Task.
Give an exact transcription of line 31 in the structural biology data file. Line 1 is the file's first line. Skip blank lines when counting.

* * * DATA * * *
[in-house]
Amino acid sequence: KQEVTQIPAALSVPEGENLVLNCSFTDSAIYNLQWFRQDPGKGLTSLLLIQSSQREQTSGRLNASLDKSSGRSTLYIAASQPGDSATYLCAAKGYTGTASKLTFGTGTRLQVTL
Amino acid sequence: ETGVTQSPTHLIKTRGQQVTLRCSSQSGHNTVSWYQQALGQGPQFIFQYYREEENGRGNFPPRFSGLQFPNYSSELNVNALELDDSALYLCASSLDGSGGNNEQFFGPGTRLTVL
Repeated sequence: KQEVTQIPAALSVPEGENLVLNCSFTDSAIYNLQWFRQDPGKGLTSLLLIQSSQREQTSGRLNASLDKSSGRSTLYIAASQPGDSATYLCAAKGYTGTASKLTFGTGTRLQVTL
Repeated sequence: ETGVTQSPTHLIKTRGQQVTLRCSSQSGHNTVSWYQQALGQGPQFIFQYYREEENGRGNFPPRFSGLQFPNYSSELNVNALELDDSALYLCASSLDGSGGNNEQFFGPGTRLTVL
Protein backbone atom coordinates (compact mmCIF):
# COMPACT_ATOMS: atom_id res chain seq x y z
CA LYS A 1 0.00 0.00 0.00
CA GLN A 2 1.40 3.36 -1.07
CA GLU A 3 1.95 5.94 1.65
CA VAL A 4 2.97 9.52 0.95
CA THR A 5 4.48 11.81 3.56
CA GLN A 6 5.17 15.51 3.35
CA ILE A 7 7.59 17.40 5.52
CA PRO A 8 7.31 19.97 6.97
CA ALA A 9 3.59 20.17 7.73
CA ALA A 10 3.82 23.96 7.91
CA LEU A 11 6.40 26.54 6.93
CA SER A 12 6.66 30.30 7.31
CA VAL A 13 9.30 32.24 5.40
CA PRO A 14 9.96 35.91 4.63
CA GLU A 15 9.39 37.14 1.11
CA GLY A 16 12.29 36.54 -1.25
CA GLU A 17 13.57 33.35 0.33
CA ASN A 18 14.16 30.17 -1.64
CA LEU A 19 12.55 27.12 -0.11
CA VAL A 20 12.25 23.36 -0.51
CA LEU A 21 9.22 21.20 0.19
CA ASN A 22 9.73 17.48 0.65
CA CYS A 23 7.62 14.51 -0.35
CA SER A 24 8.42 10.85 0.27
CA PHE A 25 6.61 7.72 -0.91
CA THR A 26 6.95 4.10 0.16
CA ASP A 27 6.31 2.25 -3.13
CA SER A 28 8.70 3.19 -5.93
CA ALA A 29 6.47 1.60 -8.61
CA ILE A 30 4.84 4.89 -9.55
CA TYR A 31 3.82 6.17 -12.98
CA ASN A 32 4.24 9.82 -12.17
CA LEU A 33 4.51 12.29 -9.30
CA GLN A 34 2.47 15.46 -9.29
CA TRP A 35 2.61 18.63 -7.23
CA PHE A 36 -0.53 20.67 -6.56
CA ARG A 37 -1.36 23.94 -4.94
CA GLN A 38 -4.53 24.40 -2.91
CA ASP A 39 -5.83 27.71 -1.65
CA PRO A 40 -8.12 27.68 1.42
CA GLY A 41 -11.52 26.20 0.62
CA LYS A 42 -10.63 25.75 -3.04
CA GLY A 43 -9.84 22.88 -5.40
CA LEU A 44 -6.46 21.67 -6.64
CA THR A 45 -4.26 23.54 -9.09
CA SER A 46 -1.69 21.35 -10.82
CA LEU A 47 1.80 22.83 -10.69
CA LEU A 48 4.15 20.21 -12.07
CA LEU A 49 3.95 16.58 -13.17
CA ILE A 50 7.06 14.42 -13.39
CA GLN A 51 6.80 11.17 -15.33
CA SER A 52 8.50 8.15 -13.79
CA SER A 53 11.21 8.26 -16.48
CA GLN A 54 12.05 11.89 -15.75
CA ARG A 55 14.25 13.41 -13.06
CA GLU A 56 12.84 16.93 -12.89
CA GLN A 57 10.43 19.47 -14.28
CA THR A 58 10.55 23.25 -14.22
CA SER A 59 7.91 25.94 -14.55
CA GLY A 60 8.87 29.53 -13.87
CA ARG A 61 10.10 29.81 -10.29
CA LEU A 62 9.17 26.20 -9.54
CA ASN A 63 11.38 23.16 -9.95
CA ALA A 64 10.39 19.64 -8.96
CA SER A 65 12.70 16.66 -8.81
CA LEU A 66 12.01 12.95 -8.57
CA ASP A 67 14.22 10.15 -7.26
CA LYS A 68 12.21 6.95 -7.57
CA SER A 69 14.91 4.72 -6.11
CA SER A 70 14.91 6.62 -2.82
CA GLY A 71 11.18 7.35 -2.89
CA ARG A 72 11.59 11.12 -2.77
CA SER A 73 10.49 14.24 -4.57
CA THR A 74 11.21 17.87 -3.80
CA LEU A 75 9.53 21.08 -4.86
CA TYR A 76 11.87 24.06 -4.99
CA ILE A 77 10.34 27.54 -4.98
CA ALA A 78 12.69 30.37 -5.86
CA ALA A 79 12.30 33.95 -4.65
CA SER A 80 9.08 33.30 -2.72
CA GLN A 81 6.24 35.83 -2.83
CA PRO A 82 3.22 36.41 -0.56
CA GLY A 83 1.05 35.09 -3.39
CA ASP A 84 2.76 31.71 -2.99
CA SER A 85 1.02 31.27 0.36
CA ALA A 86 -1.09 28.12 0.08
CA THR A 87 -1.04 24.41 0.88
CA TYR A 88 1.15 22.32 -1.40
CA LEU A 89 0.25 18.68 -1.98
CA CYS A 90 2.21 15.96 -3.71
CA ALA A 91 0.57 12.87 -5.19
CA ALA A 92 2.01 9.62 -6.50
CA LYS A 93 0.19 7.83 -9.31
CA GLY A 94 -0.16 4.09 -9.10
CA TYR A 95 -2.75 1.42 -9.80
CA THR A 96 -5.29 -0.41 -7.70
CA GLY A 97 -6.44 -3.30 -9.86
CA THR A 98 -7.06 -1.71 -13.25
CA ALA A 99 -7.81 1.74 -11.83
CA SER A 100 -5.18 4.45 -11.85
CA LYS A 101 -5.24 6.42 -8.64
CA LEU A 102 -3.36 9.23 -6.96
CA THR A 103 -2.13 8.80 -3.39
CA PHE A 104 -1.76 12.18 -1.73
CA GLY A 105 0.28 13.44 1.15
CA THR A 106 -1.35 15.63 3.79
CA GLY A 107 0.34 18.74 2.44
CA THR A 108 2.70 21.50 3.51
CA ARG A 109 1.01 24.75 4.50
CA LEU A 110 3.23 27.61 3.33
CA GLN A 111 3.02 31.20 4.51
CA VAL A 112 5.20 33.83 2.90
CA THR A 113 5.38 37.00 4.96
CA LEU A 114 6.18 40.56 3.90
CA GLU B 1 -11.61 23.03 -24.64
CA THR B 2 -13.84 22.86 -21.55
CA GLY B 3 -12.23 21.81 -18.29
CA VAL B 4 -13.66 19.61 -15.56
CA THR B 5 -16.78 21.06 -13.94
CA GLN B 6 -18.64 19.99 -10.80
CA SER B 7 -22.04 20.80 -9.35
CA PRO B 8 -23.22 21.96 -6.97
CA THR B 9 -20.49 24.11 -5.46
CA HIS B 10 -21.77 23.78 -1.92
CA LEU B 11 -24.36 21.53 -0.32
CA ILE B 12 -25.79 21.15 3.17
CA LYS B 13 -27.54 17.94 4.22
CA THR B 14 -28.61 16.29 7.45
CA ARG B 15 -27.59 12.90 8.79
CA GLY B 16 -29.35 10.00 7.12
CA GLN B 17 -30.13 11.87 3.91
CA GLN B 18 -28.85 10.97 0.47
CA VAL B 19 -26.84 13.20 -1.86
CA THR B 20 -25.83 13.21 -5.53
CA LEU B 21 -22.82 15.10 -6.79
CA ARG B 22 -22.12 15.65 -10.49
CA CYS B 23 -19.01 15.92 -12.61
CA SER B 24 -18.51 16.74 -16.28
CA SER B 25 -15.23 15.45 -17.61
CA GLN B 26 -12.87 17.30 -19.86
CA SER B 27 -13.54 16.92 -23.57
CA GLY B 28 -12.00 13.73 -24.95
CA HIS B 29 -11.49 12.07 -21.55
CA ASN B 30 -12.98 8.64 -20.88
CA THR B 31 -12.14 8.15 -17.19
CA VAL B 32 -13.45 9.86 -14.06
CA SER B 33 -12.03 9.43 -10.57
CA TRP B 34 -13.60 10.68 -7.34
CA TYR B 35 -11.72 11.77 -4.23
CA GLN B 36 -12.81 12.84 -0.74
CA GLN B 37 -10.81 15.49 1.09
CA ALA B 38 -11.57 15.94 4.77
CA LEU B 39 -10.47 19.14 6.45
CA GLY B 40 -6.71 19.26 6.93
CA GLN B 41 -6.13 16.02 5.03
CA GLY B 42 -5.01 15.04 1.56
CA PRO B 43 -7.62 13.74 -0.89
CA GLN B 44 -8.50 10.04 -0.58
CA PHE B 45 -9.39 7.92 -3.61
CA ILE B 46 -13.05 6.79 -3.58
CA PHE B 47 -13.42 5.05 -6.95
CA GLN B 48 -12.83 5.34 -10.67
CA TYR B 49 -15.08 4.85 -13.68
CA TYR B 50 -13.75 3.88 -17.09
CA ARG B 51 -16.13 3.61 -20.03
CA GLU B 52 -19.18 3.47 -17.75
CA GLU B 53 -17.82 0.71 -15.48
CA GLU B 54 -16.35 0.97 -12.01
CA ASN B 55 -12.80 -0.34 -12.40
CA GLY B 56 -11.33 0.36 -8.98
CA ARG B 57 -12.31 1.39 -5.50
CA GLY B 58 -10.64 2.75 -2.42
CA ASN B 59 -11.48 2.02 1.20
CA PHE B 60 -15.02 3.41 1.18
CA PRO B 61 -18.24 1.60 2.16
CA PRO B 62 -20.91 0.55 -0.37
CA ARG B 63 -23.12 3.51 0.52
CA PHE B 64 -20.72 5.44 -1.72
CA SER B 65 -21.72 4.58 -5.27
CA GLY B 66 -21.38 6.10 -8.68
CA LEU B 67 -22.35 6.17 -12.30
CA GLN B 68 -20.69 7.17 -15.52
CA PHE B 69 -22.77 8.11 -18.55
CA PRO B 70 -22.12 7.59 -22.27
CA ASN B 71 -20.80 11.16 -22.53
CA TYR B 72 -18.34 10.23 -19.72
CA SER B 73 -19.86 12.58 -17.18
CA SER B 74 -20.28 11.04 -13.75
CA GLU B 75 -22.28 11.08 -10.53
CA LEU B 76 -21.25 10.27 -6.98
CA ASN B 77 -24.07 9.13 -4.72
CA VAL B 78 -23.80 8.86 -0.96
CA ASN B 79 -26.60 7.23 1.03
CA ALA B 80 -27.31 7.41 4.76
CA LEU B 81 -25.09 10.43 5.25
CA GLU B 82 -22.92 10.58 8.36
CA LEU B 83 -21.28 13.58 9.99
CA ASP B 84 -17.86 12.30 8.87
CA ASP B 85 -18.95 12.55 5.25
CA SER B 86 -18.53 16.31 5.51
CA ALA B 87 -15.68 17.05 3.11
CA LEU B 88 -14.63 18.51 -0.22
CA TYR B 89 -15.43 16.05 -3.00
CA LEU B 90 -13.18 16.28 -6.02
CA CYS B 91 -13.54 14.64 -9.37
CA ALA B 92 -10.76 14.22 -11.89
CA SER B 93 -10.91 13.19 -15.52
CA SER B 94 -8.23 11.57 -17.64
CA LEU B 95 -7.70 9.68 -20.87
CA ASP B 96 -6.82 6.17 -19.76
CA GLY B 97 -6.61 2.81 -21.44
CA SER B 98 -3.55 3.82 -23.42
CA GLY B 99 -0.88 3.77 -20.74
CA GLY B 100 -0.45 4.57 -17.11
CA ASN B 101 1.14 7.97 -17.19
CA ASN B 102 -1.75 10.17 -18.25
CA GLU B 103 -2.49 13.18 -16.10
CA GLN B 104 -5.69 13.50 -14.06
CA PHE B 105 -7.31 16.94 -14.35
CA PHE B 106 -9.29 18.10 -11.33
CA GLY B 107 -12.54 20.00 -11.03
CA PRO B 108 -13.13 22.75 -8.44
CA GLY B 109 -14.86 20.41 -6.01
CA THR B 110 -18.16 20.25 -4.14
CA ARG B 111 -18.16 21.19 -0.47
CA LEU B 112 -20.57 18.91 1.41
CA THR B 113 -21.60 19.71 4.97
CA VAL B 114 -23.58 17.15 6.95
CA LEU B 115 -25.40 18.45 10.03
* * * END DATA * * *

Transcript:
CA SER A 24 8.42 10.85 0.27